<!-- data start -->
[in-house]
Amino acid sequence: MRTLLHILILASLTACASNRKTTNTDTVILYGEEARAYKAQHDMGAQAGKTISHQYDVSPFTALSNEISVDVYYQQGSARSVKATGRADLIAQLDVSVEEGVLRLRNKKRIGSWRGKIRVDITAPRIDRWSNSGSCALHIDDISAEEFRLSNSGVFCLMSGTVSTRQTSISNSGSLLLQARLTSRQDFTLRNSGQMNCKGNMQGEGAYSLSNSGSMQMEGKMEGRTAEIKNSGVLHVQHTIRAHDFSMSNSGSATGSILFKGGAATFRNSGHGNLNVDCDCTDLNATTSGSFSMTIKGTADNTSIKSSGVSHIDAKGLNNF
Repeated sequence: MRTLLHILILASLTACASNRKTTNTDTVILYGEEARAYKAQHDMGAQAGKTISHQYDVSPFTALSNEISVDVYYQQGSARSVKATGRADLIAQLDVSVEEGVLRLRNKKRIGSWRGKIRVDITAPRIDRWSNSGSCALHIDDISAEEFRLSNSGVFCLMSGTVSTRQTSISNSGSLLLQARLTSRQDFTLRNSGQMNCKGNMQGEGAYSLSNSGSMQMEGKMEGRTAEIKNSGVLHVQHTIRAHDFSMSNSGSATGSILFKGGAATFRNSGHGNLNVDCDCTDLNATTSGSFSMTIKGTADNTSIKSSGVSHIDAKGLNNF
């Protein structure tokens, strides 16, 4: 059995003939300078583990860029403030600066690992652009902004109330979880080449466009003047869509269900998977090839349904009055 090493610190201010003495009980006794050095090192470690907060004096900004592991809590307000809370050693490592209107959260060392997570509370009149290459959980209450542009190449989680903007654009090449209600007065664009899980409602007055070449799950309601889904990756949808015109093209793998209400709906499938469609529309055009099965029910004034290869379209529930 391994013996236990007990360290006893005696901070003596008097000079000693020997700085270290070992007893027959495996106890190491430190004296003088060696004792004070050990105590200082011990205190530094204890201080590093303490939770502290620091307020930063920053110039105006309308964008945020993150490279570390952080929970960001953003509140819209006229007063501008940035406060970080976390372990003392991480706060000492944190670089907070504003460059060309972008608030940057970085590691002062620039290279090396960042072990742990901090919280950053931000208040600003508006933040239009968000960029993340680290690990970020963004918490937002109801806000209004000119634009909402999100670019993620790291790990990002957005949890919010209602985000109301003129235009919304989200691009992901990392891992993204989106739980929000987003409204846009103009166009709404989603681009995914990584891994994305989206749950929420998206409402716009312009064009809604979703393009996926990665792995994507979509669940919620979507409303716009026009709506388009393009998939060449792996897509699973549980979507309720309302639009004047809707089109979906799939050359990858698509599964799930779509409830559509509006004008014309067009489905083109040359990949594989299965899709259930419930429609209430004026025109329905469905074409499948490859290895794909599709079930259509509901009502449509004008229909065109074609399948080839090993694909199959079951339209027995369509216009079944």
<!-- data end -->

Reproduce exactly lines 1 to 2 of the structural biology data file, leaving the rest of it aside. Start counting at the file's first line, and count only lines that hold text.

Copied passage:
[in-house]
Amino acid sequence: MRTLLHILILASLTACASNRKTTNTDTVILYGEEARAYKAQHDMGAQAGKTISHQYDVSPFTALSNEISVDVYYQQGSARSVKATGRADLIAQLDVSVEEGVLRLRNKKRIGSWRGKIRVDITAPRIDRWSNSGSCALHIDDISAEEFRLSNSGVFCLMSGTVSTRQTSISNSGSLLLQARLTSRQDFTLRNSGQMNCKGNMQGEGAYSLSNSGSMQMEGKMEGRTAEIKNSGVLHVQHTIRAHDFSMSNSGSATGSILFKGGAATFRNSGHGNLNVDCDCTDLNATTSGSFSMTIKGTADNTSIKSSGVSHIDAKGLNNF